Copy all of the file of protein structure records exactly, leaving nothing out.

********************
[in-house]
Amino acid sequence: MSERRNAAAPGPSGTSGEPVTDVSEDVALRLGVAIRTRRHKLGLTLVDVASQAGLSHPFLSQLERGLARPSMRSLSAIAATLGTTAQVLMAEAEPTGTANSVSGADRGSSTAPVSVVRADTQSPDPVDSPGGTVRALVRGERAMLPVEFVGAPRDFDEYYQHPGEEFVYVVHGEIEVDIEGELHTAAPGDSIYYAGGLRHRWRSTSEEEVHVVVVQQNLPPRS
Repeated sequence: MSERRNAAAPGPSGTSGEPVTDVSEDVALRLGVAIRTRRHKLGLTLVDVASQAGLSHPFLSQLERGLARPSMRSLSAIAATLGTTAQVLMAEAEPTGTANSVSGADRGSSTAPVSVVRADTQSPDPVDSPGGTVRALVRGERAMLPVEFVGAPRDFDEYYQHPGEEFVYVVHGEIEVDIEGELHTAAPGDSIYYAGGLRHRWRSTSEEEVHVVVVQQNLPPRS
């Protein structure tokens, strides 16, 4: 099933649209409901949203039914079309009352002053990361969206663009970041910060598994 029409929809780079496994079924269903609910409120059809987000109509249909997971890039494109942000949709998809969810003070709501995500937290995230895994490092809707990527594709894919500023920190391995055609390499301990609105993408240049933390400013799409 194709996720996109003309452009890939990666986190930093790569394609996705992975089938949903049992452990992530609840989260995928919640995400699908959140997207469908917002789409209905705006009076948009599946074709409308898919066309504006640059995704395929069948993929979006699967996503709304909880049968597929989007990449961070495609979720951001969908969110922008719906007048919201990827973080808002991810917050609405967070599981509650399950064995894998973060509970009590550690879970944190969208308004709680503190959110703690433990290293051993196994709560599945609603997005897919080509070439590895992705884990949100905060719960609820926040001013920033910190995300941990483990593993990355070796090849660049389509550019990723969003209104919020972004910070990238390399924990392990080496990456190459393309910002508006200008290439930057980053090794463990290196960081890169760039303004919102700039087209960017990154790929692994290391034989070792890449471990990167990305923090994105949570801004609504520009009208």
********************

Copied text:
[in-house]
Amino acid sequence: MSERRNAAAPGPSGTSGEPVTDVSEDVALRLGVAIRTRRHKLGLTLVDVASQAGLSHPFLSQLERGLARPSMRSLSAIAATLGTTAQVLMAEAEPTGTANSVSGADRGSSTAPVSVVRADTQSPDPVDSPGGTVRALVRGERAMLPVEFVGAPRDFDEYYQHPGEEFVYVVHGEIEVDIEGELHTAAPGDSIYYAGGLRHRWRSTSEEEVHVVVVQQNLPPRS
Repeated sequence: MSERRNAAAPGPSGTSGEPVTDVSEDVALRLGVAIRTRRHKLGLTLVDVASQAGLSHPFLSQLERGLARPSMRSLSAIAATLGTTAQVLMAEAEPTGTANSVSGADRGSSTAPVSVVRADTQSPDPVDSPGGTVRALVRGERAMLPVEFVGAPRDFDEYYQHPGEEFVYVVHGEIEVDIEGELHTAAPGDSIYYAGGLRHRWRSTSEEEVHVVVVQQNLPPRS
């Protein structure tokens, strides 16, 4: 099933649209409901949203039914079309009352002053990361969206663009970041910060598994 029409929809780079496994079924269903609910409120059809987000109509249909997971890039494109942000949709998809969810003070709501995500937290995230895994490092809707990527594709894919500023920190391995055609390499301990609105993408240049933390400013799409 194709996720996109003309452009890939990666986190930093790569394609996705992975089938949903049992452990992530609840989260995928919640995400699908959140997207469908917002789409209905705006009076948009599946074709409308898919066309504006640059995704395929069948993929979006699967996503709304909880049968597929989007990449961070495609979720951001969908969110922008719906007048919201990827973080808002991810917050609405967070599981509650399950064995894998973060509970009590550690879970944190969208308004709680503190959110703690433990290293051993196994709560599945609603997005897919080509070439590895992705884990949100905060719960609820926040001013920033910190995300941990483990593993990355070796090849660049389509550019990723969003209104919020972004910070990238390399924990392990080496990456190459393309910002508006200008290439930057980053090794463990290196960081890169760039303004919102700039087209960017990154790929692994290391034989070792890449471990990167990305923090994105949570801004609504520009009208």